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Greenvale Hotel: Police Ombudsman raises 'policing practice matters' to PSNI to prevent further tragedies

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Forensics at the scene of the deaths at the Greenvale Hotel in Cookstown, County Tyrone. Pic Colm Lenaghan/Pacemaker

Forensics at the scene of the deaths at the Greenvale Hotel in Cookstown, County Tyrone. Pic Colm Lenaghan/Pacemaker

Forensics at the scene of the deaths at the Greenvale Hotel in Cookstown, County Tyrone. Pic Colm Lenaghan/Pacemaker

The Police Ombudsman has raised a number of "policing practice matters" with the PSNI in order to prevent further tragedies like the Greenvale Hotel deaths from occurring again.

Police Ombudsman Marie Anderson confirmed in a statement that investigators from her office have met the families of Lauren Bullock, Morgan Barnard, both 17, and 16-year-old Connor Currie, who all died on St Patrick's Day 2019 during a crush outside the hotel in Cookstown.

Mrs Anderson said investigators have briefed the families on a "broad range of enquiries" that have been conducted so far in the investigation, which was launched after a referral by the then Chief Constable George Hamilton in relation to the police response to the incident.

“My investigation is examining not only the manner of the police response to emergency calls but also the broader context in which these deaths occurred," she said.

The ombudsman said her investigators have examined data relating to telephone calls made to police by people at the Greenvale Hotel on the night of the tragedy and the movements of police in the area.

Police body worn video footage has been reviewed and investigators are examining police documentation and recordings of police radio communications relating to the incident.

Mrs Anderson confirmed that a total of seven police officers have been interviewed by her investigators – five in relation to the potential criminal offence of Misconduct in Public Office, and two about possible breaches of police procedures.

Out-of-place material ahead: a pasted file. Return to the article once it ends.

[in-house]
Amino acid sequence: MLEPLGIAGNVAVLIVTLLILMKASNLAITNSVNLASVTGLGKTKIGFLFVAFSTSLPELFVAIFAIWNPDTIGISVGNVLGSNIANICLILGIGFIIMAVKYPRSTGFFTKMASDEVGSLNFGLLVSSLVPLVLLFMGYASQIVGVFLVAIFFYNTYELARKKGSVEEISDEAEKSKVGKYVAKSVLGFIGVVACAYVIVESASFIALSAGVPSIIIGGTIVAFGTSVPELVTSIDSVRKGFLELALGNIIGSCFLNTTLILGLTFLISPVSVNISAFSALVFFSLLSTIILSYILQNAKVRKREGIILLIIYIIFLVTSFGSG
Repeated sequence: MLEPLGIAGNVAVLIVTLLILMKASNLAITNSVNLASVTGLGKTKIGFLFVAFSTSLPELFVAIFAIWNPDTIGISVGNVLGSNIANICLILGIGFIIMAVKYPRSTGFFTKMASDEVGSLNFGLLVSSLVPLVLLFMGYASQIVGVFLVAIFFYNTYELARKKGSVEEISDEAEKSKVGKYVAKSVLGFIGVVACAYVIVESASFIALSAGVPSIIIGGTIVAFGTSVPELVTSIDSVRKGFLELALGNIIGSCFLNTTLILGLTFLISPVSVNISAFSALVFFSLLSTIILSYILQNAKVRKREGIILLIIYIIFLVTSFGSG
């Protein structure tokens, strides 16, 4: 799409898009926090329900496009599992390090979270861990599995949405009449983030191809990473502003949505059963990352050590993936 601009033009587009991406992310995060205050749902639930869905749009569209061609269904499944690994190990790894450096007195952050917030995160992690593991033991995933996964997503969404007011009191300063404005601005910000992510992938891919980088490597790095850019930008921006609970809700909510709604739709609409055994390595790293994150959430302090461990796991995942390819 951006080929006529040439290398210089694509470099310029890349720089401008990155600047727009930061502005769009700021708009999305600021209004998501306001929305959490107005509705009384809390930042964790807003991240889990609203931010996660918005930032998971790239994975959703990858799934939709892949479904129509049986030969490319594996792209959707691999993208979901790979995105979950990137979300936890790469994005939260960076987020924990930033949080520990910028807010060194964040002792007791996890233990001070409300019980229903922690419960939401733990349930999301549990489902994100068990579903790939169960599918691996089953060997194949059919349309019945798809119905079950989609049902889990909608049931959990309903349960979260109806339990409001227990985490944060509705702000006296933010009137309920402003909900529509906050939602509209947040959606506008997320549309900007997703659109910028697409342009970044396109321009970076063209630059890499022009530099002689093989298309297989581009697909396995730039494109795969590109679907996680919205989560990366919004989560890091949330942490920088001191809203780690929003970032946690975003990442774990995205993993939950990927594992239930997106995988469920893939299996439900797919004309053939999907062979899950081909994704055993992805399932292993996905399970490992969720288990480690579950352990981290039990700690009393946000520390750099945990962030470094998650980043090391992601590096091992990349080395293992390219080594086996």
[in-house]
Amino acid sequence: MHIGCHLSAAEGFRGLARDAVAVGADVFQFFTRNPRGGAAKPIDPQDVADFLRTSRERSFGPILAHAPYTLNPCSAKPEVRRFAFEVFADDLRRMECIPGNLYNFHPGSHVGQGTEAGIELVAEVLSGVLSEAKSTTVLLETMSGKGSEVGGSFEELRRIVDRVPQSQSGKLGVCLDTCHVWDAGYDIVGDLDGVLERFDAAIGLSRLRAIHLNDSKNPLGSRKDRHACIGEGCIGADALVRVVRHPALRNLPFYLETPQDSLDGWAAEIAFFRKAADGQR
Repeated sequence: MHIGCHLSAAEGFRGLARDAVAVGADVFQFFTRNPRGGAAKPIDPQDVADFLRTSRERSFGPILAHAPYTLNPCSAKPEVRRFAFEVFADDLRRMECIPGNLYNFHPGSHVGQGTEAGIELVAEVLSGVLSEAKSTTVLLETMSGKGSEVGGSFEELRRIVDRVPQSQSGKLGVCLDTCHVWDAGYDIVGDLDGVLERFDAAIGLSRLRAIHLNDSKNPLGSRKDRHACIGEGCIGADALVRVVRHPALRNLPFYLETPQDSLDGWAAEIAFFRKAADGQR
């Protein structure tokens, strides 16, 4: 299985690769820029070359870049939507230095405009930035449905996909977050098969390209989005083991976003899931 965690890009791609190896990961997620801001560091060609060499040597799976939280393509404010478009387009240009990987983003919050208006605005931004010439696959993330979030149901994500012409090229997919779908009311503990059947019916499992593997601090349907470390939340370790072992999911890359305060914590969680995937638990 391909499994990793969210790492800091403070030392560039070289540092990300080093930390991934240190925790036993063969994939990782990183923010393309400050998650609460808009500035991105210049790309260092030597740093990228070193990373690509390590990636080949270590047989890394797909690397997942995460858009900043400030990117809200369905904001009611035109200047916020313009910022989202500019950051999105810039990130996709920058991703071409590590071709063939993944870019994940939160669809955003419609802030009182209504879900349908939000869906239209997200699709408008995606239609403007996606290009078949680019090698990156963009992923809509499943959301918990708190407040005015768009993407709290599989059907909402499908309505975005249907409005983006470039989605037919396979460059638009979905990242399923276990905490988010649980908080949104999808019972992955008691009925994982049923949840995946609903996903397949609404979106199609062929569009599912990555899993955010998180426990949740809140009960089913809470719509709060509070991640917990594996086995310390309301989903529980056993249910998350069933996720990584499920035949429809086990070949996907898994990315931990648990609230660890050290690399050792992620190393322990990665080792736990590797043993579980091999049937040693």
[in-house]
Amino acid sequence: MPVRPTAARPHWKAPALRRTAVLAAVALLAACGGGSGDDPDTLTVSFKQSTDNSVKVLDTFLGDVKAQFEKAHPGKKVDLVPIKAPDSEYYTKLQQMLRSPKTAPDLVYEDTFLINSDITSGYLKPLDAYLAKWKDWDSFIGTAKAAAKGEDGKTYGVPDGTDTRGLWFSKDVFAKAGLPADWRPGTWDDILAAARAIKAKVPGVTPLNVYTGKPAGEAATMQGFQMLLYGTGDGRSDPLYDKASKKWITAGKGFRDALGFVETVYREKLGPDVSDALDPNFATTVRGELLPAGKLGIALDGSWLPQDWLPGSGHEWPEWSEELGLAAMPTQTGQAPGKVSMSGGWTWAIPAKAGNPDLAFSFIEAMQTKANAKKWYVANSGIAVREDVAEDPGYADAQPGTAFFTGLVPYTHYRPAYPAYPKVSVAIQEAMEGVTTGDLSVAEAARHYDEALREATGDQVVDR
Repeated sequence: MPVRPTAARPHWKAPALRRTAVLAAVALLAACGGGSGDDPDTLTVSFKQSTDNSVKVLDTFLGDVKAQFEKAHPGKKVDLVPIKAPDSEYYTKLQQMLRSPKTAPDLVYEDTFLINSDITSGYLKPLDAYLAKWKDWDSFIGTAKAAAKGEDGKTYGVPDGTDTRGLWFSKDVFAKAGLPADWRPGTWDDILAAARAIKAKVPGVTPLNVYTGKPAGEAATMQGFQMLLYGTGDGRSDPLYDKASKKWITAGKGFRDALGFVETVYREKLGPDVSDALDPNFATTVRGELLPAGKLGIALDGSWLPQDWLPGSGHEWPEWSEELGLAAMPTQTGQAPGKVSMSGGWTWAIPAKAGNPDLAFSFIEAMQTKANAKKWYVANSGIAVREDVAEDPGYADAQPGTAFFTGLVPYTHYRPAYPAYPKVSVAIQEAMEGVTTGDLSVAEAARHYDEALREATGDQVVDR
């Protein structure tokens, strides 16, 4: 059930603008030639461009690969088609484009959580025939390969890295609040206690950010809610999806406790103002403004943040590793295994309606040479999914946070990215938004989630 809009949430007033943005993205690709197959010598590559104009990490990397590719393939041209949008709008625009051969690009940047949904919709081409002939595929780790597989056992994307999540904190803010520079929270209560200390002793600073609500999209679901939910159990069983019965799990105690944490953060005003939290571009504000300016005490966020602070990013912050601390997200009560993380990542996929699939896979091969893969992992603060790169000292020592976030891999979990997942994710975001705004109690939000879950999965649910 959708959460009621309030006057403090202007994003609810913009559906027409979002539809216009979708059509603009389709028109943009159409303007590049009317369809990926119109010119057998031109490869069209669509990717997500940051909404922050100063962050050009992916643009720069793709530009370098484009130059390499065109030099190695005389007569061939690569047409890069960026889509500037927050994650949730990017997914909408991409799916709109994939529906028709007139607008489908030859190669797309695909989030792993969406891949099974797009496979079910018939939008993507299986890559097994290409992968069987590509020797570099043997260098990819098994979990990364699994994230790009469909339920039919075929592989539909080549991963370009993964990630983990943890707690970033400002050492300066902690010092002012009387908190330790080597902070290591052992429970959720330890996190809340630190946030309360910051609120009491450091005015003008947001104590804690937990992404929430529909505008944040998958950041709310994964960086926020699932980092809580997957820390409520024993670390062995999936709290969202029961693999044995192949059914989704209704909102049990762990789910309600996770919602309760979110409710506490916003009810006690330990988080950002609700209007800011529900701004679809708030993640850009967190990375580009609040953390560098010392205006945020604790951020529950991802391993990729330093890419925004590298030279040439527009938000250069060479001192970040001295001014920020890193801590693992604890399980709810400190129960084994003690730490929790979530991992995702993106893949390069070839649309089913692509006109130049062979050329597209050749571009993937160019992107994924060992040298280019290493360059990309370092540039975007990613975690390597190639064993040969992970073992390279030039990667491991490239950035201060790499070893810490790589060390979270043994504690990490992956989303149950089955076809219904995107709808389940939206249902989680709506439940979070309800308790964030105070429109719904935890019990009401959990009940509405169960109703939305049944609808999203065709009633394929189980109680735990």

Mrs Anderson said investigators have already raised a number of policing practice matters with the PSNI to assist in preventing further such tragedies in Northern Ireland.

At the conclusion of the investigation the ombudsman will forward a file of evidence to the Public Prosecution Service for consideration.

The ombudsman will also be submitting a report to the Coroner's Office.

"All this takes time, but I have committed to continue to update the families and police officers involved about the process as our enquiries continue,” added Mrs Anderson.

The PSNI is continuing to carry out its own criminal investigation into the tragedy.

Hotel owner Michael McElhatton and a 40-year-old man, understood to be a member of the hotel's door staff, were arrested on suspicion of manslaughter last March before both they were later released on bail.

Mr McElhatton was questioned again over three days in June last year before being freed pending a report to the Public Prosecution Service.

The PSNI said eight other men have been interviewed under caution.

Seven of these have been reported to the Public Prosecution Service.

Belfast Telegraph